Beyond his singing style, Crosby made significant impacts in popular culture. His films with Bob Hope helped establish the genre of the buddy picture. He joked about Hope, “There is nothing in the world I wouldn’t do for Hope, and there is nothing he wouldn’t do for me… We spend our lives doing nothing for each other.” He starred in nearly 50 films and it is estimated his recordings sold at least 300 million copies. He helped pioneer the use of magnetic tape in the recording industry and his insistence in recording his radio shows instead of live broadcasts helped make recorded radio broadcasts standard. Decades after his death, he is still known for his Christmas specials and songs, particularly his performance of Irving Berlin’s “White Christmas” (the best-selling single of all time) and his duet of “The Little Drummer Boy” with David Bowie.
“Peace on Earth/Little Drummer Boy”
Unit: Bix Beiderbecke
Beiderbecke is remembered for his piano and trumpet/cornet playing. Most jazz trumpet players cite one of two main influences: the hot, flashy Louis Armstrong or the cool, thoughtful Bix Beiderbecke.
The Beiderbecke family was Midwestern upper-middle class. The parents weren’t professional musicians, but music was often heard in the home. They sent him to study at the Lake Forest Academy. While his family disapproved of jazz, the school was near a train station, and the young Beiderbecke spent his nights taking the train to Chicago to hear Bessie Smith, Ethel Waters, and Louis Armstrong. School absences and drinking eventually got him kicked out of school, and he moved to Chicago to pursue a career in music.
In 1924, he played with the Wolverines; his playing elevated them to one of the best white jazz groups of the era. He later played with the bands of Jean Goldkette and Paul Whiteman. Unfortunately, the combinations of hectic touring schedules and Beiderbecke’s alcoholism took a toll on his health, and he died at the age of 28.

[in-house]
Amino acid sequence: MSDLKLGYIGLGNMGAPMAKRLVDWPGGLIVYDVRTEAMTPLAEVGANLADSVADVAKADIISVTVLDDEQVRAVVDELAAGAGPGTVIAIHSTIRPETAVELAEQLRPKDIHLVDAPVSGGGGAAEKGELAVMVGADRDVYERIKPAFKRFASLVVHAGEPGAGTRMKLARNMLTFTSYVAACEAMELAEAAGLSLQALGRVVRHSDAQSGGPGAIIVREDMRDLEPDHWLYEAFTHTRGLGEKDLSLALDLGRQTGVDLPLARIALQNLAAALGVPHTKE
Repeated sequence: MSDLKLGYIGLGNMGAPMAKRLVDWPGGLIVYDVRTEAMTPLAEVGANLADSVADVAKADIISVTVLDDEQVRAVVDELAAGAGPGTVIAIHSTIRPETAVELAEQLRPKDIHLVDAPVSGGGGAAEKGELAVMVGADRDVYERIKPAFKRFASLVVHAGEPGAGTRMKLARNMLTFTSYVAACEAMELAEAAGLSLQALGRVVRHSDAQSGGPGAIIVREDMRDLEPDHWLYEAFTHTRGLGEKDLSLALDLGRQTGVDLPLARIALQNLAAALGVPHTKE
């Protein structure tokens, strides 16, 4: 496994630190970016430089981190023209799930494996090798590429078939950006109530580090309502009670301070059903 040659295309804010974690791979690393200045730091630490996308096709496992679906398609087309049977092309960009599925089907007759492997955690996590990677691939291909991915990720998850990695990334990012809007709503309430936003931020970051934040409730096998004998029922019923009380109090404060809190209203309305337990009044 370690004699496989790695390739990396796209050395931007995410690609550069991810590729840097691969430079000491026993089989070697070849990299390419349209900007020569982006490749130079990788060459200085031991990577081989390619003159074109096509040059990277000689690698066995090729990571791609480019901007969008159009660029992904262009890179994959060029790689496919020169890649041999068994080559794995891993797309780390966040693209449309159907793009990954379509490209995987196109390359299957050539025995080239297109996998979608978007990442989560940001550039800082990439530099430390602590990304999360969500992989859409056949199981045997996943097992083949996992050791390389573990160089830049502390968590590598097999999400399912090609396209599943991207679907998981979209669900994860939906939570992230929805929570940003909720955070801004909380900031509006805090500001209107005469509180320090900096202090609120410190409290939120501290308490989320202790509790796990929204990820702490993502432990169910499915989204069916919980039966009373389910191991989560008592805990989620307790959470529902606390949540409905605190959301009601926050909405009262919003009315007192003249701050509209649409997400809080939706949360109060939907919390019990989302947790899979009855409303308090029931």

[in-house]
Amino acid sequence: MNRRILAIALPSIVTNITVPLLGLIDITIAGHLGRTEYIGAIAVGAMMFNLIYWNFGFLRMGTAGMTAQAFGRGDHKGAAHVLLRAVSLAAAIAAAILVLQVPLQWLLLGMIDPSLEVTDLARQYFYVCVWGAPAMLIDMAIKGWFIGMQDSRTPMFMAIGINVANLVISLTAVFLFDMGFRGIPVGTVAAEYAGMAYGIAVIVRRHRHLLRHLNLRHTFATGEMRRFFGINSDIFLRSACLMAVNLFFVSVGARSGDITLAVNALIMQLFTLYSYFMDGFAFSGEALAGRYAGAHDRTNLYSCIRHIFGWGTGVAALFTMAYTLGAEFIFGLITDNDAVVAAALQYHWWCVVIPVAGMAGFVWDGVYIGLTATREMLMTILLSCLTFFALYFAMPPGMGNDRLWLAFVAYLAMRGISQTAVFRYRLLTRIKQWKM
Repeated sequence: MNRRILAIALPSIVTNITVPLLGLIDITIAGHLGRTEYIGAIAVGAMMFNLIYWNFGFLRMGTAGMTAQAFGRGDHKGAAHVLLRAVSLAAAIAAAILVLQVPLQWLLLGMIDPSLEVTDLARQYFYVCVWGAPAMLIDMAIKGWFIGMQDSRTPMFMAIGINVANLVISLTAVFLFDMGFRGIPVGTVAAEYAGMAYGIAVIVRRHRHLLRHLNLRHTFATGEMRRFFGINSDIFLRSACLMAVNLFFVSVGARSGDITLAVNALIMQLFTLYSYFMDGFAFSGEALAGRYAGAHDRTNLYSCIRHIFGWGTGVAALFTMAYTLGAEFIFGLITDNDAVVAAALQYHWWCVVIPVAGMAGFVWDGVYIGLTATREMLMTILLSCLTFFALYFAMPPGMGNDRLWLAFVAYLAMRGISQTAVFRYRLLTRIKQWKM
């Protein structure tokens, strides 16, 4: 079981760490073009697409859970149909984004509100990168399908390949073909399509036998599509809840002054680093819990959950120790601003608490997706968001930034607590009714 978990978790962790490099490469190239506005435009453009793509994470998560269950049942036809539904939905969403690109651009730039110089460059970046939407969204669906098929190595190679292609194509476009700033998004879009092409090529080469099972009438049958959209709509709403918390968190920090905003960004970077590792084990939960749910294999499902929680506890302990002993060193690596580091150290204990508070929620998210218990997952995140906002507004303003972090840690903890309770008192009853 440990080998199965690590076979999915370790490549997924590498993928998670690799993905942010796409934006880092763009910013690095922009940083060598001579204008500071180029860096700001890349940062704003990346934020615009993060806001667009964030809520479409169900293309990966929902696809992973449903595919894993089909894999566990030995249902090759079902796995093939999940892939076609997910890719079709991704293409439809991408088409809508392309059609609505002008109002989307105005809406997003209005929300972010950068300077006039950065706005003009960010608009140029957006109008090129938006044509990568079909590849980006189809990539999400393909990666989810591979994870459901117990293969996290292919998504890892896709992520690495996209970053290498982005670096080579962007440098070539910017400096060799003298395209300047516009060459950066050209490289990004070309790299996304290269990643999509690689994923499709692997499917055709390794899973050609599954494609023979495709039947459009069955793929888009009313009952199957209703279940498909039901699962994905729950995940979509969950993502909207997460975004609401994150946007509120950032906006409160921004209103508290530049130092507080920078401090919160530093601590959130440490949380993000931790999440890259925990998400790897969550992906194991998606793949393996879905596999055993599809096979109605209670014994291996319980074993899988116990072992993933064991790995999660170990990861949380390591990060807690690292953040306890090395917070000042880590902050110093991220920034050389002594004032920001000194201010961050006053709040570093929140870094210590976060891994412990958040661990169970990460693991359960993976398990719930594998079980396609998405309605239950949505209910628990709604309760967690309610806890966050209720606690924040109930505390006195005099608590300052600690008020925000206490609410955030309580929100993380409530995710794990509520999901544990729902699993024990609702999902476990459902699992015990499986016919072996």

Beiderbecke’s solo piano playing and compositions are known for being harmonically rich and complex, incorporating whole tone scales and advanced harmonic ideas. As a cornet player, he played in ensemble settings and needed to fit within a more traditional style, but this made him play in a cool, restrained, thoughtful manner, which, along with his unique tone, set him apart from other cornet and trumpet players. When discussing jazz, he said, “One of the things I like about jazz, kid, is I don’t know what’s going to happen next. Do you?”
“In a Mist”
“Singing the Blues”
Unit: Boswell Sisters
The Boswell Sisters were raised in New Orleans with a very musical upbringing. Their father had performed in Vaudeville and the family attended many live performances in a wide variety of styles; the sisters were classically trained, but they also saw the best black musicians in town and immersed themselves in jazz, blues, and Southern gospel. The sisters learned how to play numerous instruments and began performing as “The Boswell Sisters” in the early 1920’s. They sang together with tight-knit harmonies and accompanied themselves: Martha played piano, Helvetia played violin, guitar, and banjo, and Connie played cello, saxophone, trombone, and guitar.